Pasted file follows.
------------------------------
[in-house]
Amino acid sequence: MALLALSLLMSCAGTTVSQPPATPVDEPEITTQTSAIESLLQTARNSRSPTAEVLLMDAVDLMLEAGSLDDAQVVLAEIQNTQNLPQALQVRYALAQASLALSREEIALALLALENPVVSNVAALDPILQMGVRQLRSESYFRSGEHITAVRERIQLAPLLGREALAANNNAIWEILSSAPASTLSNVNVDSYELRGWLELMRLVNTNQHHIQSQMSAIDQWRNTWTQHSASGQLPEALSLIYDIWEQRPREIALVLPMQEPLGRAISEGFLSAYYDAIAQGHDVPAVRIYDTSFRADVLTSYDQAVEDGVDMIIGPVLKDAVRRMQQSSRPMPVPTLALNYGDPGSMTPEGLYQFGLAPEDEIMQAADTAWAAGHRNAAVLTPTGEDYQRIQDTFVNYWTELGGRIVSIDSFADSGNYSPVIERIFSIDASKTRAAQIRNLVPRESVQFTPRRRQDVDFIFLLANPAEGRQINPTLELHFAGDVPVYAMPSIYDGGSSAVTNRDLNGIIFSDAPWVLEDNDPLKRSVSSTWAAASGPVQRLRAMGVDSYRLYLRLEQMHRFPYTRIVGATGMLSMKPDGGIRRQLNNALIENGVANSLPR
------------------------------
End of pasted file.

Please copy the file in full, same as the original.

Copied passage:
[in-house]
Amino acid sequence: MALLALSLLMSCAGTTVSQPPATPVDEPEITTQTSAIESLLQTARNSRSPTAEVLLMDAVDLMLEAGSLDDAQVVLAEIQNTQNLPQALQVRYALAQASLALSREEIALALLALENPVVSNVAALDPILQMGVRQLRSESYFRSGEHITAVRERIQLAPLLGREALAANNNAIWEILSSAPASTLSNVNVDSYELRGWLELMRLVNTNQHHIQSQMSAIDQWRNTWTQHSASGQLPEALSLIYDIWEQRPREIALVLPMQEPLGRAISEGFLSAYYDAIAQGHDVPAVRIYDTSFRADVLTSYDQAVEDGVDMIIGPVLKDAVRRMQQSSRPMPVPTLALNYGDPGSMTPEGLYQFGLAPEDEIMQAADTAWAAGHRNAAVLTPTGEDYQRIQDTFVNYWTELGGRIVSIDSFADSGNYSPVIERIFSIDASKTRAAQIRNLVPRESVQFTPRRRQDVDFIFLLANPAEGRQINPTLELHFAGDVPVYAMPSIYDGGSSAVTNRDLNGIIFSDAPWVLEDNDPLKRSVSSTWAAASGPVQRLRAMGVDSYRLYLRLEQMHRFPYTRIVGATGMLSMKPDGGIRRQLNNALIENGVANSLPR